Back in the 1980’s the Ford Motor Company ran an ad campaign that lasted for years, and it was based upon the slogan “Have you driven a Ford, lately?” While I can’t tell you how successful that campaign was, I can tell you that for those who haven’t been behind a Ford in the last several years, you may want to think about that slogan once again.
If I was to relate that slogan to one particular model, it would have to be the Ford Focus. Now in its 3rd generation, the Ford Focus which first debuted in Europe in 1998 and in North America for the 2000 model year is Ford’s entry into the ultra-competitive and immensely crowded compact car segment. It was brought on to replace the tired but tested Escort and my initial impressions of this global platform model were less than stellar. Its second generation North American version did little to inspire me either as it strayed away from the global platform which was making improvements and offered car buyers here a rather sedate and uninspiring replacement. Even worse was the fact that the popular 5-door hatchback was completely removed from the North American market.
Fortunately though, the 3rd generation Focus has much to offer in order to draw one back to look at Ford again. Included amongst that is the return of the 5 door hatchback, which is the subject of this Enviro Dad Test Drive.
AT FIRST GLANCE
Thankfully the 2012 Ford Focus has abandoned the previous North American platform and embraced the sportier and more attractive European styling. With some small discrepancies relating to specifically safety laws and powertrain preferences on this side of the Atlantic, the 2012 Focus is almost identical to what is found in Europe. This is a good thing as Euro-styling certainly adds to the Focus rather than detracts.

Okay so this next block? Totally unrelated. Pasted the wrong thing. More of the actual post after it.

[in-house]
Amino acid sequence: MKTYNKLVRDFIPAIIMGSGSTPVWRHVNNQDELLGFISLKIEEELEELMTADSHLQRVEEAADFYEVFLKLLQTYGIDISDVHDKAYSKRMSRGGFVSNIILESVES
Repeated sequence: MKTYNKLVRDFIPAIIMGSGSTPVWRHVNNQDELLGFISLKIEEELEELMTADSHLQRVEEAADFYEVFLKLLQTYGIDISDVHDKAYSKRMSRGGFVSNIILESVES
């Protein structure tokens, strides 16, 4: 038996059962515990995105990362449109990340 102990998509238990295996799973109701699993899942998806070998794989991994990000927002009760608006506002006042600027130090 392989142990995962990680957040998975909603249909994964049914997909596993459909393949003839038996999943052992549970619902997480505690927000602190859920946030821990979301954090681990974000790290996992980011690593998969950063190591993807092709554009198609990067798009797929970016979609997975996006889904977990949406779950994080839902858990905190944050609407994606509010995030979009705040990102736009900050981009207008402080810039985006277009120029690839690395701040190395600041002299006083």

My tester was the premium “Titanium” model and with it came leather interior, a sporty suspension, power moonroof and 18” aluminum wheels with low-profile summer performance tires. Add to it a vivid yellow colour and it was eye catching from the start.
BEHIND THE WHEEL
All 2012 Ford Focus versions come equipped with a standard 2.0L 4 cylinder GDI engine. It puts out 160 hp which is an increase of about 20 hp from its previous version. Compared against other vehicles in its category it carries more horsepower than the very popular Hyundai Elantra, Chevrolet Cruze or the Kia Forte, but doesn’t quite match what’s offered with the Mazda3 Sport or the Volkswagen Golf.
The sport suspension on the Titanium model made for smooth handling on corners and a good solid feeling of control behind the wheel. The ride is also remarkably quiet and the bucket seats were both comfortable and supportive.
THE GREEN FACTOR
What’s impressive about the new Focus drivetrain is that despite the extra horsepower, Ford’s engineers still managed to reduce fuel consumption from its previous generation. In fact with a posted fuel rating of 4.8 L/100 km (Hwy) and 7.2 L/100 km (City), these numbers beat the fuel ratings of just about every other non-hybrid hatchback in its category.
According to Government of Canada posted ratings, estimated fuel costs for the Focus (based on $1.05/ L) would be $1323.00. Carbon emissions are estimated at 2,900 kg’s annually.